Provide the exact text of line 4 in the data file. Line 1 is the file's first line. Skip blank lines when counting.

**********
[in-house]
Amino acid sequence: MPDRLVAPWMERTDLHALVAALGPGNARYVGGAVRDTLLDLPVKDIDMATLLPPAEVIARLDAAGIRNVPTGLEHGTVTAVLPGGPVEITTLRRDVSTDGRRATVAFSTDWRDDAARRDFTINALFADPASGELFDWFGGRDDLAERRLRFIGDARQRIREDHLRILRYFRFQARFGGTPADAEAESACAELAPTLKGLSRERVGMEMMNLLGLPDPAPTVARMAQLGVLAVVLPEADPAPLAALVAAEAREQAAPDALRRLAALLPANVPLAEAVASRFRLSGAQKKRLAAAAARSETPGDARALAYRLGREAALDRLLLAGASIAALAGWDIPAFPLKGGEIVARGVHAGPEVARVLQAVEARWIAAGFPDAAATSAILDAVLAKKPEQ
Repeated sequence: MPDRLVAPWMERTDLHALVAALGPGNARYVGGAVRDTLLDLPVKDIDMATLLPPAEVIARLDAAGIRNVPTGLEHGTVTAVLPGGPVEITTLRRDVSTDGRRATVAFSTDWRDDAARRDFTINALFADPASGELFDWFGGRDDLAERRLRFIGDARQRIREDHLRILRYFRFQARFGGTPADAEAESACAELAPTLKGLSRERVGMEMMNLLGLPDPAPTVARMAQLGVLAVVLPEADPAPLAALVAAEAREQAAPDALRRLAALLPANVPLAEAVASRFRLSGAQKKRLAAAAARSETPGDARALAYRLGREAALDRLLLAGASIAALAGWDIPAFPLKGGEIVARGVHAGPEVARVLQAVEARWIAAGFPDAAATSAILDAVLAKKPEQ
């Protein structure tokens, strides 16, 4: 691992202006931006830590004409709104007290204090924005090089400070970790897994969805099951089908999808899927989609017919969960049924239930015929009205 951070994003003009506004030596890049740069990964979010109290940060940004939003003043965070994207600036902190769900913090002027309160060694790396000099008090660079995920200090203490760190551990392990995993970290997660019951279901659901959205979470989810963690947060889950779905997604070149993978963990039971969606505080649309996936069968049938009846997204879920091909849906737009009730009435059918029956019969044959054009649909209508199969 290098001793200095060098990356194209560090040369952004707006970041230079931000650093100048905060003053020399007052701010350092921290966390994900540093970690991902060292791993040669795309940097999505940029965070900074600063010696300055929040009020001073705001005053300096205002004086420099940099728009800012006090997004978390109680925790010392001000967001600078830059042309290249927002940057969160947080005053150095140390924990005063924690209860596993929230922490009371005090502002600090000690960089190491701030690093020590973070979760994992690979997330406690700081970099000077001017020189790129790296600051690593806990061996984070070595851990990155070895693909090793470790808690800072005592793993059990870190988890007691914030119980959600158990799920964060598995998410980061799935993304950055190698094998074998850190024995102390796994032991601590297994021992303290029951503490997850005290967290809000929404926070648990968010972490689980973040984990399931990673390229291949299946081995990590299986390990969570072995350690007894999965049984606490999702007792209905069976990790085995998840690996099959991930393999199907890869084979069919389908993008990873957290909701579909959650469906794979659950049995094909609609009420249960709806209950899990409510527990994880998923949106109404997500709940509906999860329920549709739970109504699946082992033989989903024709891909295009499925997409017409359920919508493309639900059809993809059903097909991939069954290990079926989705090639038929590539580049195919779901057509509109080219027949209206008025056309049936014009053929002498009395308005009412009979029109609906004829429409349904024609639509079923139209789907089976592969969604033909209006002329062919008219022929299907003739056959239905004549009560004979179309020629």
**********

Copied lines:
């Protein structure tokens, strides 16, 4: 691992202006931006830590004409709104007290204090924005090089400070970790897994969805099951089908999808899927989609017919969960049924239930015929009205 951070994003003009506004030596890049740069990964979010109290940060940004939003003043965070994207600036902190769900913090002027309160060694790396000099008090660079995920200090203490760190551990392990995993970290997660019951279901659901959205979470989810963690947060889950779905997604070149993978963990039971969606505080649309996936069968049938009846997204879920091909849906737009009730009435059918029956019969044959054009649909209508199969 290098001793200095060098990356194209560090040369952004707006970041230079931000650093100048905060003053020399007052701010350092921290966390994900540093970690991902060292791993040669795309940097999505940029965070900074600063010696300055929040009020001073705001005053300096205002004086420099940099728009800012006090997004978390109680925790010392001000967001600078830059042309290249927002940057969160947080005053150095140390924990005063924690209860596993929230922490009371005090502002600090000690960089190491701030690093020590973070979760994992690979997330406690700081970099000077001017020189790129790296600051690593806990061996984070070595851990990155070895693909090793470790808690800072005592793993059990870190988890007691914030119980959600158990799920964060598995998410980061799935993304950055190698094998074998850190024995102390796994032991601590297994021992303290029951503490997850005290967290809000929404926070648990968010972490689980973040984990399931990673390229291949299946081995990590299986390990969570072995350690007894999965049984606490999702007792209905069976990790085995998840690996099959991930393999199907890869084979069919389908993008990873957290909701579909959650469906794979659950049995094909609609009420249960709806209950899990409510527990994880998923949106109404997500709940509906999860329920549709739970109504699946082992033989989903024709891909295009499925997409017409359920919508493309639900059809993809059903097909991939069954290990079926989705090639038929590539580049195919779901057509509109080219027949209206008025056309049936014009053929002498009395308005009412009979029109609906004829429409349904024609639509079923139209789907089976592969969604033909209006002329062919008219022929299907003739056959239905004549009560004979179309020629």